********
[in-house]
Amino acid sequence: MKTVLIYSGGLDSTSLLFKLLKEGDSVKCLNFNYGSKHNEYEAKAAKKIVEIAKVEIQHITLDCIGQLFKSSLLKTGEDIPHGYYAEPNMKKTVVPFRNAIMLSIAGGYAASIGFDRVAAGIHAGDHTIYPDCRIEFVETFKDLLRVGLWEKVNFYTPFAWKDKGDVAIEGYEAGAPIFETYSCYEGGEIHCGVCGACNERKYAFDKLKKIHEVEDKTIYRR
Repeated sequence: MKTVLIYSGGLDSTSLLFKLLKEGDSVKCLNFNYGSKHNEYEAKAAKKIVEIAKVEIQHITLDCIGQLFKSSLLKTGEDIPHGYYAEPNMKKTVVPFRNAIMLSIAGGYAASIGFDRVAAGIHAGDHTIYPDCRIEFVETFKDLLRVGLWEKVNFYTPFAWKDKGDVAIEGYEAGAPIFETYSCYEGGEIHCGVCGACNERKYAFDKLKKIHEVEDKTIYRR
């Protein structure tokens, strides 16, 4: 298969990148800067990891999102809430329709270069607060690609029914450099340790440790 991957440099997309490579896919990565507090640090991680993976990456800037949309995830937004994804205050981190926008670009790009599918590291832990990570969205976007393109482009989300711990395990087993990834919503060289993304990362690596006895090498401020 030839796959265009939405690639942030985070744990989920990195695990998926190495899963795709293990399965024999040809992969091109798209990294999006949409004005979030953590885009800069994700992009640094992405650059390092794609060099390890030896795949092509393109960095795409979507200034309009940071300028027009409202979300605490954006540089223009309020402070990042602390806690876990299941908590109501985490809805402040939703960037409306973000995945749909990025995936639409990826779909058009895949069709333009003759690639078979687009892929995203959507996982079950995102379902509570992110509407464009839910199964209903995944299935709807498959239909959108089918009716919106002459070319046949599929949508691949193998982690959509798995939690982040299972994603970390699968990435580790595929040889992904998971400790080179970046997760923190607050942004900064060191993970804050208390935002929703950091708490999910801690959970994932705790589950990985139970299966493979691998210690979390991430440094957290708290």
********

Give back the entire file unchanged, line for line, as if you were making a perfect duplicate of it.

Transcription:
[in-house]
Amino acid sequence: MKTVLIYSGGLDSTSLLFKLLKEGDSVKCLNFNYGSKHNEYEAKAAKKIVEIAKVEIQHITLDCIGQLFKSSLLKTGEDIPHGYYAEPNMKKTVVPFRNAIMLSIAGGYAASIGFDRVAAGIHAGDHTIYPDCRIEFVETFKDLLRVGLWEKVNFYTPFAWKDKGDVAIEGYEAGAPIFETYSCYEGGEIHCGVCGACNERKYAFDKLKKIHEVEDKTIYRR
Repeated sequence: MKTVLIYSGGLDSTSLLFKLLKEGDSVKCLNFNYGSKHNEYEAKAAKKIVEIAKVEIQHITLDCIGQLFKSSLLKTGEDIPHGYYAEPNMKKTVVPFRNAIMLSIAGGYAASIGFDRVAAGIHAGDHTIYPDCRIEFVETFKDLLRVGLWEKVNFYTPFAWKDKGDVAIEGYEAGAPIFETYSCYEGGEIHCGVCGACNERKYAFDKLKKIHEVEDKTIYRR
């Protein structure tokens, strides 16, 4: 298969990148800067990891999102809430329709270069607060690609029914450099340790440790 991957440099997309490579896919990565507090640090991680993976990456800037949309995830937004994804205050981190926008670009790009599918590291832990990570969205976007393109482009989300711990395990087993990834919503060289993304990362690596006895090498401020 030839796959265009939405690639942030985070744990989920990195695990998926190495899963795709293990399965024999040809992969091109798209990294999006949409004005979030953590885009800069994700992009640094992405650059390092794609060099390890030896795949092509393109960095795409979507200034309009940071300028027009409202979300605490954006540089223009309020402070990042602390806690876990299941908590109501985490809805402040939703960037409306973000995945749909990025995936639409990826779909058009895949069709333009003759690639078979687009892929995203959507996982079950995102379902509570992110509407464009839910199964209903995944299935709807498959239909959108089918009716919106002459070319046949599929949508691949193998982690959509798995939690982040299972994603970390699968990435580790595929040889992904998971400790080179970046997760923190607050942004900064060191993970804050208390935002929703950091708490999910801690959970994932705790589950990985139970299966493979691998210690979390991430440094957290708290």